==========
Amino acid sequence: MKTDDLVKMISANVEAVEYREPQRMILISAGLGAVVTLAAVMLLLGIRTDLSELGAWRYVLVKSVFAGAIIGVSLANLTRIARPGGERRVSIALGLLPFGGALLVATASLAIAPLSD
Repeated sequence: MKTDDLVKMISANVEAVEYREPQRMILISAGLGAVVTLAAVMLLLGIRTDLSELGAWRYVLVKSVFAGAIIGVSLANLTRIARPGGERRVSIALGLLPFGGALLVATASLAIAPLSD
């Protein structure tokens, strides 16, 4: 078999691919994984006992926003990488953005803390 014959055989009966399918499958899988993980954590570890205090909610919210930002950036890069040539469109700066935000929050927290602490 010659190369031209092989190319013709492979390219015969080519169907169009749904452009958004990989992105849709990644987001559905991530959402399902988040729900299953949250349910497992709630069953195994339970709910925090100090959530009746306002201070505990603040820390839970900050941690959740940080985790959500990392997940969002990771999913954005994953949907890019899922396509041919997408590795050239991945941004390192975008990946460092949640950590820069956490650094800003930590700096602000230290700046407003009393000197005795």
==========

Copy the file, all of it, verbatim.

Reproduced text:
Amino acid sequence: MKTDDLVKMISANVEAVEYREPQRMILISAGLGAVVTLAAVMLLLGIRTDLSELGAWRYVLVKSVFAGAIIGVSLANLTRIARPGGERRVSIALGLLPFGGALLVATASLAIAPLSD
Repeated sequence: MKTDDLVKMISANVEAVEYREPQRMILISAGLGAVVTLAAVMLLLGIRTDLSELGAWRYVLVKSVFAGAIIGVSLANLTRIARPGGERRVSIALGLLPFGGALLVATASLAIAPLSD
């Protein structure tokens, strides 16, 4: 078999691919994984006992926003990488953005803390 014959055989009966399918499958899988993980954590570890205090909610919210930002950036890069040539469109700066935000929050927290602490 010659190369031209092989190319013709492979390219015969080519169907169009749904452009958004990989992105849709990644987001559905991530959402399902988040729900299953949250349910497992709630069953195994339970709910925090100090959530009746306002201070505990603040820390839970900050941690959740940080985790959500990392997940969002990771999913954005994953949907890019899922396509041919997408590795050239991945941004390192975008990946460092949640950590820069956490650094800003930590700096602000230290700046407003009393000197005795």